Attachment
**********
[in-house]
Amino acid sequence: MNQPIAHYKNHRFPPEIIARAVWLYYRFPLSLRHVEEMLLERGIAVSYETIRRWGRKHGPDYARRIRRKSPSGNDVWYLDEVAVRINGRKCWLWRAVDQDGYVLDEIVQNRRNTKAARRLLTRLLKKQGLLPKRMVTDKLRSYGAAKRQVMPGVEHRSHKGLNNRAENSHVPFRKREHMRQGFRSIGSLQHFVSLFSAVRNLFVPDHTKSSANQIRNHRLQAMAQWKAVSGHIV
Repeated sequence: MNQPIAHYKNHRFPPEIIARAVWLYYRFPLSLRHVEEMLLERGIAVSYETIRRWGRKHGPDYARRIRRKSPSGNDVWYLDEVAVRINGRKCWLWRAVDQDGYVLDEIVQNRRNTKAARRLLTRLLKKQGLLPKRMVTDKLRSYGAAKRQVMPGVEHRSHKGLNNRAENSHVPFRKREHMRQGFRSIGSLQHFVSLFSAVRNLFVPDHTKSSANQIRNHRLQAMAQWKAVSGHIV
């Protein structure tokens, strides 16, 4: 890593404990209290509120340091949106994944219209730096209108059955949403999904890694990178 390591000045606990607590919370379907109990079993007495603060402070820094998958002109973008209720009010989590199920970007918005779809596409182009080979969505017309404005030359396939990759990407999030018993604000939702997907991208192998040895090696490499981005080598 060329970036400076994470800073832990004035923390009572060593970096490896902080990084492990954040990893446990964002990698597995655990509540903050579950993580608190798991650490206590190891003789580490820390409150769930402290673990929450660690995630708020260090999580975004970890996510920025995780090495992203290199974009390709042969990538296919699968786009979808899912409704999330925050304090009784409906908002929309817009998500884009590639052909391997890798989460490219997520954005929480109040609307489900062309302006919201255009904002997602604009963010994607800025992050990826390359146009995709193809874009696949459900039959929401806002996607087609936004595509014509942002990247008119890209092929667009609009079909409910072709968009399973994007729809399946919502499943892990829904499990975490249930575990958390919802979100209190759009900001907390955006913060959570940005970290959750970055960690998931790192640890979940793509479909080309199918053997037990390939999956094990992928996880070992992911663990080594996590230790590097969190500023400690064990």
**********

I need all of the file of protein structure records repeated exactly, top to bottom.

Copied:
[in-house]
Amino acid sequence: MNQPIAHYKNHRFPPEIIARAVWLYYRFPLSLRHVEEMLLERGIAVSYETIRRWGRKHGPDYARRIRRKSPSGNDVWYLDEVAVRINGRKCWLWRAVDQDGYVLDEIVQNRRNTKAARRLLTRLLKKQGLLPKRMVTDKLRSYGAAKRQVMPGVEHRSHKGLNNRAENSHVPFRKREHMRQGFRSIGSLQHFVSLFSAVRNLFVPDHTKSSANQIRNHRLQAMAQWKAVSGHIV
Repeated sequence: MNQPIAHYKNHRFPPEIIARAVWLYYRFPLSLRHVEEMLLERGIAVSYETIRRWGRKHGPDYARRIRRKSPSGNDVWYLDEVAVRINGRKCWLWRAVDQDGYVLDEIVQNRRNTKAARRLLTRLLKKQGLLPKRMVTDKLRSYGAAKRQVMPGVEHRSHKGLNNRAENSHVPFRKREHMRQGFRSIGSLQHFVSLFSAVRNLFVPDHTKSSANQIRNHRLQAMAQWKAVSGHIV
């Protein structure tokens, strides 16, 4: 890593404990209290509120340091949106994944219209730096209108059955949403999904890694990178 390591000045606990607590919370379907109990079993007495603060402070820094998958002109973008209720009010989590199920970007918005779809596409182009080979969505017309404005030359396939990759990407999030018993604000939702997907991208192998040895090696490499981005080598 060329970036400076994470800073832990004035923390009572060593970096490896902080990084492990954040990893446990964002990698597995655990509540903050579950993580608190798991650490206590190891003789580490820390409150769930402290673990929450660690995630708020260090999580975004970890996510920025995780090495992203290199974009390709042969990538296919699968786009979808899912409704999330925050304090009784409906908002929309817009998500884009590639052909391997890798989460490219997520954005929480109040609307489900062309302006919201255009904002997602604009963010994607800025992050990826390359146009995709193809874009696949459900039959929401806002996607087609936004595509014509942002990247008119890209092929667009609009079909409910072709968009399973994007729809399946919502499943892990829904499990975490249930575990958390919802979100209190759009900001907390955006913060959570940005970290959750970055960690998931790192640890979940793509479909080309199918053997037990390939999956094990992928996880070992992911663990080594996590230790590097969190500023400690064990």